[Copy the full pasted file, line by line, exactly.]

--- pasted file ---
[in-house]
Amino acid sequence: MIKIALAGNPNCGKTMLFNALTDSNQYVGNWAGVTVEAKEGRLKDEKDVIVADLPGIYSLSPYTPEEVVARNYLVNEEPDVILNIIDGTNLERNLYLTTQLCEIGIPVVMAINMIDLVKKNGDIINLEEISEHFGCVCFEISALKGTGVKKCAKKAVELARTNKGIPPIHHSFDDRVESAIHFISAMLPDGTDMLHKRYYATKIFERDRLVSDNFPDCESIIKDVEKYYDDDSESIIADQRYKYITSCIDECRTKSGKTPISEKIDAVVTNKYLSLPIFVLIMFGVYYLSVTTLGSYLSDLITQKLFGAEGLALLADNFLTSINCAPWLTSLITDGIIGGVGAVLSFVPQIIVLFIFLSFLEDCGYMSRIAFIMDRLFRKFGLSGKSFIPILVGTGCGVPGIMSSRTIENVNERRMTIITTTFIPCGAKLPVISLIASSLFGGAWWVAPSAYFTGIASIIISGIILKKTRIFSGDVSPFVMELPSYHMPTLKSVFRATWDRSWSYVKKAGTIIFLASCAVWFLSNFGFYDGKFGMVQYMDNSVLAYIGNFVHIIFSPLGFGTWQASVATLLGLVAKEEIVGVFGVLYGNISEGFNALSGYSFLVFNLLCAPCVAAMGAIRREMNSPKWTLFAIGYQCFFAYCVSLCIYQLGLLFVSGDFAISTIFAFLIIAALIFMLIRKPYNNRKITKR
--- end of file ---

[in-house]
Amino acid sequence: MIKIALAGNPNCGKTMLFNALTDSNQYVGNWAGVTVEAKEGRLKDEKDVIVADLPGIYSLSPYTPEEVVARNYLVNEEPDVILNIIDGTNLERNLYLTTQLCEIGIPVVMAINMIDLVKKNGDIINLEEISEHFGCVCFEISALKGTGVKKCAKKAVELARTNKGIPPIHHSFDDRVESAIHFISAMLPDGTDMLHKRYYATKIFERDRLVSDNFPDCESIIKDVEKYYDDDSESIIADQRYKYITSCIDECRTKSGKTPISEKIDAVVTNKYLSLPIFVLIMFGVYYLSVTTLGSYLSDLITQKLFGAEGLALLADNFLTSINCAPWLTSLITDGIIGGVGAVLSFVPQIIVLFIFLSFLEDCGYMSRIAFIMDRLFRKFGLSGKSFIPILVGTGCGVPGIMSSRTIENVNERRMTIITTTFIPCGAKLPVISLIASSLFGGAWWVAPSAYFTGIASIIISGIILKKTRIFSGDVSPFVMELPSYHMPTLKSVFRATWDRSWSYVKKAGTIIFLASCAVWFLSNFGFYDGKFGMVQYMDNSVLAYIGNFVHIIFSPLGFGTWQASVATLLGLVAKEEIVGVFGVLYGNISEGFNALSGYSFLVFNLLCAPCVAAMGAIRREMNSPKWTLFAIGYQCFFAYCVSLCIYQLGLLFVSGDFAISTIFAFLIIAALIFMLIRKPYNNRKITKR